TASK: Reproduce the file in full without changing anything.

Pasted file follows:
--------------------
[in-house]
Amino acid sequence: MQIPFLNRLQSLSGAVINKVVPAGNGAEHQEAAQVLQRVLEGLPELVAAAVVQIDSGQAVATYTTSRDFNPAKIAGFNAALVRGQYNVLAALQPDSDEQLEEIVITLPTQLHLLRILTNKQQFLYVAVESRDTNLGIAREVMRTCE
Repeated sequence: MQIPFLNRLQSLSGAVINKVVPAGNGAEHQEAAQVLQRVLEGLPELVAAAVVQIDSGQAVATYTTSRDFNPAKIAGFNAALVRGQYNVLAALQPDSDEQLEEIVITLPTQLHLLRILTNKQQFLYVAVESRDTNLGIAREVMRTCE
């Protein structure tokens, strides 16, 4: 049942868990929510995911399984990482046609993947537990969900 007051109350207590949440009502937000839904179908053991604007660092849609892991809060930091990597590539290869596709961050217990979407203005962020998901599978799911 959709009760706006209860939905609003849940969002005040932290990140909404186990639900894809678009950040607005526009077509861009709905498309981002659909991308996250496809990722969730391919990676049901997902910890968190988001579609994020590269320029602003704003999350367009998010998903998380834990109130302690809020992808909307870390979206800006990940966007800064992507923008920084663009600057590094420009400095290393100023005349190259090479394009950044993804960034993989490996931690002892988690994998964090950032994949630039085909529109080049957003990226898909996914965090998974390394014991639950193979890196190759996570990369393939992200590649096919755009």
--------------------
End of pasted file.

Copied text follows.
[in-house]
Amino acid sequence: MQIPFLNRLQSLSGAVINKVVPAGNGAEHQEAAQVLQRVLEGLPELVAAAVVQIDSGQAVATYTTSRDFNPAKIAGFNAALVRGQYNVLAALQPDSDEQLEEIVITLPTQLHLLRILTNKQQFLYVAVESRDTNLGIAREVMRTCE
Repeated sequence: MQIPFLNRLQSLSGAVINKVVPAGNGAEHQEAAQVLQRVLEGLPELVAAAVVQIDSGQAVATYTTSRDFNPAKIAGFNAALVRGQYNVLAALQPDSDEQLEEIVITLPTQLHLLRILTNKQQFLYVAVESRDTNLGIAREVMRTCE
């Protein structure tokens, strides 16, 4: 049942868990929510995911399984990482046609993947537990969900 007051109350207590949440009502937000839904179908053991604007660092849609892991809060930091990597590539290869596709961050217990979407203005962020998901599978799911 959709009760706006209860939905609003849940969002005040932290990140909404186990639900894809678009950040607005526009077509861009709905498309981002659909991308996250496809990722969730391919990676049901997902910890968190988001579609994020590269320029602003704003999350367009998010998903998380834990109130302690809020992808909307870390979206800006990940966007800064992507923008920084663009600057590094420009400095290393100023005349190259090479394009950044993804960034993989490996931690002892988690994998964090950032994949630039085909529109080049957003990226898909996914965090998974390394014991639950193979890196190759996570990369393939992200590649096919755009």